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Vanderbilt University Students Create Green Spinach Solar Cells
Everyone knows that Popeye got his strength from spinach, but a team of researchers at Vanderbilt University believe we harness certain properties from spinach in order to generate electricity. The team has developed a technique to combine the photosynthetic protein that converts light into electrochemical energy in spinach with silicon, the material used in solar cells in order to create “biohybrid” solar cells.
The team, whose research was published online on Sep. 4 in the journal Advanced Materials, was led by David Cliffel, associate professor of chemistry and Kane Jennings, professor of chemical and biomolecular engineering.
“This combination produces current levels almost 1,000 times higher than we were able to achieve by depositing the protein on various types of metals. It also produces a modest increase in voltage,” Cliffel noted.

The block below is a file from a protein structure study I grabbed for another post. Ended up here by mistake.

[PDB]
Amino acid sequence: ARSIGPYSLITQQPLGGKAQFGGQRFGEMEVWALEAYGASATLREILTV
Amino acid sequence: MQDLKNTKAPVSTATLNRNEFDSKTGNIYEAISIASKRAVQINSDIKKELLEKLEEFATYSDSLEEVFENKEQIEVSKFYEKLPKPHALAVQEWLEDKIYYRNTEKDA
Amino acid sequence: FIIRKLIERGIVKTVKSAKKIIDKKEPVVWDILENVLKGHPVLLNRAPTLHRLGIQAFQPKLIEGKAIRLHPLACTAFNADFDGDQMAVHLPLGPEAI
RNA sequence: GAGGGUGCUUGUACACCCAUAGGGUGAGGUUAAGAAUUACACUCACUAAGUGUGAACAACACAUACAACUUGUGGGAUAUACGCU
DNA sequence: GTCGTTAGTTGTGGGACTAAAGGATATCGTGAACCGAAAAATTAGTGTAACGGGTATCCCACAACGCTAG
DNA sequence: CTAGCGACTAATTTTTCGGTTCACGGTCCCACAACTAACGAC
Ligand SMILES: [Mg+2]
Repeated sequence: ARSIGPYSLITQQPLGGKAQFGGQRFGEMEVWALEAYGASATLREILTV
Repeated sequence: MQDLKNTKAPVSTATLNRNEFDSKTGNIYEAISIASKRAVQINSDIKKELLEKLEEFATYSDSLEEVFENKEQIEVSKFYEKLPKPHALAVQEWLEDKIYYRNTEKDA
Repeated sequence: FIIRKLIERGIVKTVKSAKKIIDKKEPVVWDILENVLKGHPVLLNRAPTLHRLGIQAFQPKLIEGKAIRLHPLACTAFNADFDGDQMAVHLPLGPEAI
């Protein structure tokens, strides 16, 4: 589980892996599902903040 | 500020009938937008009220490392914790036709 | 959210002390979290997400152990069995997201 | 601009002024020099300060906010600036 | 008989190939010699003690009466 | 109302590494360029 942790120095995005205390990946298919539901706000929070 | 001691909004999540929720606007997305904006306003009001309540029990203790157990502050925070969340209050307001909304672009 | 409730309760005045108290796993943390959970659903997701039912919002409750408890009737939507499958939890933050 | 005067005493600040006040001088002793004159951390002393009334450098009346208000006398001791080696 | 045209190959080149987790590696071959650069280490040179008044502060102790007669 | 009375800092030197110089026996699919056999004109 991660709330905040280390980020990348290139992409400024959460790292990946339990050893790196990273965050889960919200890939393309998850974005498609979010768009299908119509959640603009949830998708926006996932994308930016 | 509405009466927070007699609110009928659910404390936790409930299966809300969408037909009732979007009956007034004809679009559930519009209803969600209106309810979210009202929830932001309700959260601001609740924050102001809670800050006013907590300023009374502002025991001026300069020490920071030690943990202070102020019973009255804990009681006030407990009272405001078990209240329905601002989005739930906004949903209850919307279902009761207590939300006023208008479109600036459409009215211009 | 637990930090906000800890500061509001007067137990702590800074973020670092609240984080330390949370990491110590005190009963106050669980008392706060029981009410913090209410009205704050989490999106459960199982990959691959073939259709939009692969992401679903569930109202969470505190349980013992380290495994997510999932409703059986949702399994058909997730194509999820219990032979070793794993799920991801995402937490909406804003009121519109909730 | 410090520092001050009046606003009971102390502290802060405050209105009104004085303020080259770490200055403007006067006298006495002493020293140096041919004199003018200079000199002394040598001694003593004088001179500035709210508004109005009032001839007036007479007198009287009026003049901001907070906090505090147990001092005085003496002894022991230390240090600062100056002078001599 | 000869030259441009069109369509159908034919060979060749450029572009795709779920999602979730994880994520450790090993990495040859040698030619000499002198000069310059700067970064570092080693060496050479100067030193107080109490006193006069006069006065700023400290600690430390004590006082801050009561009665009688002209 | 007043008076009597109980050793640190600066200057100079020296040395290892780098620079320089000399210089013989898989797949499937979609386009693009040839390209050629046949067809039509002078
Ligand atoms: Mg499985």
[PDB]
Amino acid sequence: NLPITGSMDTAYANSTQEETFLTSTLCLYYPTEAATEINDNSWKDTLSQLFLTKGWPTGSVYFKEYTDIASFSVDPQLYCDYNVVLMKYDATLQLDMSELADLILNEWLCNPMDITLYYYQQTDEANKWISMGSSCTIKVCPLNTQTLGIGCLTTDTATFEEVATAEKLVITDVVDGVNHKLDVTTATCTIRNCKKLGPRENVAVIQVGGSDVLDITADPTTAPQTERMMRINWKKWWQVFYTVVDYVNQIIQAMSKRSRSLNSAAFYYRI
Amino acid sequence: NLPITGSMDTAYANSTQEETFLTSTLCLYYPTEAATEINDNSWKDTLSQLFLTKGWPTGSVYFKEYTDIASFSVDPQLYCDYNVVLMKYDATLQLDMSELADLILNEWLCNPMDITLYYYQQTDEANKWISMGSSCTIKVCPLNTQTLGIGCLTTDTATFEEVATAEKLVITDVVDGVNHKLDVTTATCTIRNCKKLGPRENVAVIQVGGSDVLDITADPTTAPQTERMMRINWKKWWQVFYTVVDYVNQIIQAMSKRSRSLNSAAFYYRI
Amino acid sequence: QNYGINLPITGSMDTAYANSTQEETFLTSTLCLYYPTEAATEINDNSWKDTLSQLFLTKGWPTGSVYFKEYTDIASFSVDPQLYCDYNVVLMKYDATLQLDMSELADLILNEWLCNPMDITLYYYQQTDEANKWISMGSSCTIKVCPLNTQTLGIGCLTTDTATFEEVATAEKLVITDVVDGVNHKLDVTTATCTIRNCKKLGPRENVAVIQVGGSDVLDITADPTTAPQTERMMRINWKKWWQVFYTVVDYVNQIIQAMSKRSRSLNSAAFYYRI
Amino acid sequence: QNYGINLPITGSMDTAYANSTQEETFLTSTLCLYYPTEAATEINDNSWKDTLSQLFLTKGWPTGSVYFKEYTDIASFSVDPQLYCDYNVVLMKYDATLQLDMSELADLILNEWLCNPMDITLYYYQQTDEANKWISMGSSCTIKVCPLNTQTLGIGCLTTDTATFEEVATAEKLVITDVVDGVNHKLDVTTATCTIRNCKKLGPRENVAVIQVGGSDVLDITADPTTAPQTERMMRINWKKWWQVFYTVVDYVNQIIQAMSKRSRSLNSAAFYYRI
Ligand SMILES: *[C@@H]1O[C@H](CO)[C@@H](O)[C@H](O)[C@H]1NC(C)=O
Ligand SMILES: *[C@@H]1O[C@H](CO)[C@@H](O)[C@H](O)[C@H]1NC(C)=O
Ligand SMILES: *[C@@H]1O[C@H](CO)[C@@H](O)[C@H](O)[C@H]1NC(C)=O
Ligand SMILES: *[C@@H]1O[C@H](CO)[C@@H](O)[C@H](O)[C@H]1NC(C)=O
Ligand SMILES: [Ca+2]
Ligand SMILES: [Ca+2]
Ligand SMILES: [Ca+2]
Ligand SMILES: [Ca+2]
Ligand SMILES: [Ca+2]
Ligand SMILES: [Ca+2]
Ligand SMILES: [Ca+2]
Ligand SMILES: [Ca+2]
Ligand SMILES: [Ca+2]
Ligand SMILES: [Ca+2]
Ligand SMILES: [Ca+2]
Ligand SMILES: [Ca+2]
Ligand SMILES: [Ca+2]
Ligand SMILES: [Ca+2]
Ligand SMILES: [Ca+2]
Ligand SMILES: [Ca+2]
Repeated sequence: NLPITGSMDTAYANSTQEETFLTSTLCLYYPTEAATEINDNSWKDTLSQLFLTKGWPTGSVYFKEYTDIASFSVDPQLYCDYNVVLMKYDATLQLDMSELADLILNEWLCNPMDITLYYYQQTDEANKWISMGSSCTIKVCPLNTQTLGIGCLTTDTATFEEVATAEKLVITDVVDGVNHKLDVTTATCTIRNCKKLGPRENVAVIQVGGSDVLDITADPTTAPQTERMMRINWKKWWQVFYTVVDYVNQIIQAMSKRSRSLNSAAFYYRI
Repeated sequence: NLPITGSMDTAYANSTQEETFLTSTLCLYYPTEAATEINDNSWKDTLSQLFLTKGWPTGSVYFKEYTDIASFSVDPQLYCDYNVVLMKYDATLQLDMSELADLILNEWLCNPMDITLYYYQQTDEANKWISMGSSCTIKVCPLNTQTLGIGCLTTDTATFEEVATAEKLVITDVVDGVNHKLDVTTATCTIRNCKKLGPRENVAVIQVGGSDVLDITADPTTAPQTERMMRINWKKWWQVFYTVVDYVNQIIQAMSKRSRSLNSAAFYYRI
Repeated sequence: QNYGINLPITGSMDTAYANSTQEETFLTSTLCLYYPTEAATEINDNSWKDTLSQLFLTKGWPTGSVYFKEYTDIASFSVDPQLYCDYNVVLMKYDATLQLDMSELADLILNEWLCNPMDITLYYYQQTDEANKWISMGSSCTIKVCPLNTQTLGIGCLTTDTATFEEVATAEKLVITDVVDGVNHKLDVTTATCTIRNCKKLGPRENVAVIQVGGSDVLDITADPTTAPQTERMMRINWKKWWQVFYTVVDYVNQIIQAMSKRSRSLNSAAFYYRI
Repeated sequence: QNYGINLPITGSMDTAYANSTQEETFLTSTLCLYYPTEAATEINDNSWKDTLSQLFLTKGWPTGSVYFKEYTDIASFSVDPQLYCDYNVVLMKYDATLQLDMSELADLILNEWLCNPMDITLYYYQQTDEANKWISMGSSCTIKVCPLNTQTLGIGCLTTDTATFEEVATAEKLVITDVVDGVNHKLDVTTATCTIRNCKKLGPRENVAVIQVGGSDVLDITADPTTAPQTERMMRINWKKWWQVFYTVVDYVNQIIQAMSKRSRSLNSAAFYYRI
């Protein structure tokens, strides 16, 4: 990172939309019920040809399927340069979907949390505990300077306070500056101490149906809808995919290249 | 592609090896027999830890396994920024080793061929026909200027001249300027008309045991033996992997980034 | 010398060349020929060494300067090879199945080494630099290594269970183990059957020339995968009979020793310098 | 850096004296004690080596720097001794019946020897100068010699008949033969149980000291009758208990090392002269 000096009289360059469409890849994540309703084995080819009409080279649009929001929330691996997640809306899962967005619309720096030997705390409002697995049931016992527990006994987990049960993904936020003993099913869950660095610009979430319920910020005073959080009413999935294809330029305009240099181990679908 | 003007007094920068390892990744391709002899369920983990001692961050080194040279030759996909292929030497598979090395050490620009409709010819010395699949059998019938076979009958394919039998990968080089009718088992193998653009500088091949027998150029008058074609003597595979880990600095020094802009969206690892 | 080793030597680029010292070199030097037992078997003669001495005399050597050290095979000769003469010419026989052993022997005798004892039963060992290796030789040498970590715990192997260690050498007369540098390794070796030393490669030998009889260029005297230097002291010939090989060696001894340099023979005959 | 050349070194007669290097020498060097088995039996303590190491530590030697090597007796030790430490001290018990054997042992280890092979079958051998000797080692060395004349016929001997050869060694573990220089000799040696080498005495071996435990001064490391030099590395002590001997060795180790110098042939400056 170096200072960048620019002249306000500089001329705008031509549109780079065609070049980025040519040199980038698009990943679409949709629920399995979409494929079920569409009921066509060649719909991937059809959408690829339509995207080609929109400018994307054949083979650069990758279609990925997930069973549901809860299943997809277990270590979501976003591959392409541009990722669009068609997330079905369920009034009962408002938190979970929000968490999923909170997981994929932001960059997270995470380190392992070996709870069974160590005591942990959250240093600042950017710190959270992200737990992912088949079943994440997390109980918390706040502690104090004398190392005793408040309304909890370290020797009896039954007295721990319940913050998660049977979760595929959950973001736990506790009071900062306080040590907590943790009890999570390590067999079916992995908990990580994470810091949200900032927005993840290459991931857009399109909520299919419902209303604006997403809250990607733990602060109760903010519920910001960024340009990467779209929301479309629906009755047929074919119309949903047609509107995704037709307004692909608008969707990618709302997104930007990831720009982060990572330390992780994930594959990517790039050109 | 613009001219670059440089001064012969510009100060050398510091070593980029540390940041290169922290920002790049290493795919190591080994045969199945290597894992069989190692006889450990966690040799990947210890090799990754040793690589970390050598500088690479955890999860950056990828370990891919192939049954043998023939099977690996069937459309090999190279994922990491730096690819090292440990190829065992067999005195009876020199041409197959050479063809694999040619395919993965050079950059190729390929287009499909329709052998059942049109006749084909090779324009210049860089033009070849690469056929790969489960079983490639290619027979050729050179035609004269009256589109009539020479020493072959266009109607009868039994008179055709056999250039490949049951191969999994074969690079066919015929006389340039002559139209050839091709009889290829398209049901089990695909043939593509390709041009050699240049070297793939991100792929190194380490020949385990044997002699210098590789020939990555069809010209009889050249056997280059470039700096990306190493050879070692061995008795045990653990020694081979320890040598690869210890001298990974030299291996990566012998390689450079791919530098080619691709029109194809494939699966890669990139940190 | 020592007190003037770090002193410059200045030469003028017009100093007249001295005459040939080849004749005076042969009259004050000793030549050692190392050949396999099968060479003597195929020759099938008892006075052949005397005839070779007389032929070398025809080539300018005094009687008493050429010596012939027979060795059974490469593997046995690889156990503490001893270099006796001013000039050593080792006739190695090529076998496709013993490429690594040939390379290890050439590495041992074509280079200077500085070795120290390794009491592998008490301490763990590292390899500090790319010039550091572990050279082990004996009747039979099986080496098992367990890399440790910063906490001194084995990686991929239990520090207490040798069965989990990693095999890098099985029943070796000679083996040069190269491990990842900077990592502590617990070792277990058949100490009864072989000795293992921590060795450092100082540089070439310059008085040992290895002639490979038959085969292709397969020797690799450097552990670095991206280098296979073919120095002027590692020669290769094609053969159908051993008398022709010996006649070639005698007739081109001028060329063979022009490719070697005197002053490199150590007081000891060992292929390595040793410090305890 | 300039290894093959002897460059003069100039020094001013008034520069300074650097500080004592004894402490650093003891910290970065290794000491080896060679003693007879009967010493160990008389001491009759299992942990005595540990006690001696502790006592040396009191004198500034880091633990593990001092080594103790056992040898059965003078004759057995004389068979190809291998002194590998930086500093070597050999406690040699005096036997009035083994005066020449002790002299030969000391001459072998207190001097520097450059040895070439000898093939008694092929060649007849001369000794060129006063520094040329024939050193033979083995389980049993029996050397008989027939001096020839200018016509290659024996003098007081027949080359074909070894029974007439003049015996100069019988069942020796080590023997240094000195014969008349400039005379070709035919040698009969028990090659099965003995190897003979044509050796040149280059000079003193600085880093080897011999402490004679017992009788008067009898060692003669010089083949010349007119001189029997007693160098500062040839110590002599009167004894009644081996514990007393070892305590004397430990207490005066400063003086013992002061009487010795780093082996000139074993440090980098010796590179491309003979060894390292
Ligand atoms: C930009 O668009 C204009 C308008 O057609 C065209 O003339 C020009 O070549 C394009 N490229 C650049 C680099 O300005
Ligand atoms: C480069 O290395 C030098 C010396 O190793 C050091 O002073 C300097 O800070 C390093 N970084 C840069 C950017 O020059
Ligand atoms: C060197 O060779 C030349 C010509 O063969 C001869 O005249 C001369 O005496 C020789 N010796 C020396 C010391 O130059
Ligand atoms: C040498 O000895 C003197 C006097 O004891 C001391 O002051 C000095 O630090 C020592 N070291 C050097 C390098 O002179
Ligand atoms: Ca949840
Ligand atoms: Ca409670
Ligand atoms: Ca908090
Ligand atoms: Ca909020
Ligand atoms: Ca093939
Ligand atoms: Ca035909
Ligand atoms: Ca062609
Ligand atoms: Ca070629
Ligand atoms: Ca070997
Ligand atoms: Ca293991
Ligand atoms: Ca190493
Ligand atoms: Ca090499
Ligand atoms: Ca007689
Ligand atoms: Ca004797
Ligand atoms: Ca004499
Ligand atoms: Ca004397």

“If we can continue on our current trajectory of increasing voltage and current levels, we could reach the range of mature solar conversion technologies in three years.”
The team has announced that their next step is to build a fully functional PS1-silicon solar cell. Jennings believes that a two-foot panel would be capable of putting out at least 100 milliamps at one volt. While that’s not enough to power a house, it would be enough to charge a number of small electrical gadgets.
But why spinach? For one thing, the green vegetable contains a certain protein used in photosynthesis that continues to function even when it is extracted. Known as PS1, this protein was discovered to convert sunlight into electrical energy with nearly 100% efficiency, compared to conversion efficiencies of less than 40% achieved by man-made devices. This prompted various research groups around the world to begin trying to use PS1 to create more efficient solar cells. It’s also cheaper to grow spinach than to use finite resources like platinum and indium!
“Nature knows how to do this extremely well. In evergreen trees, for example, PS1 lasts for years,” said Cliffel. “We just have to figure out how to do it ourselves.”
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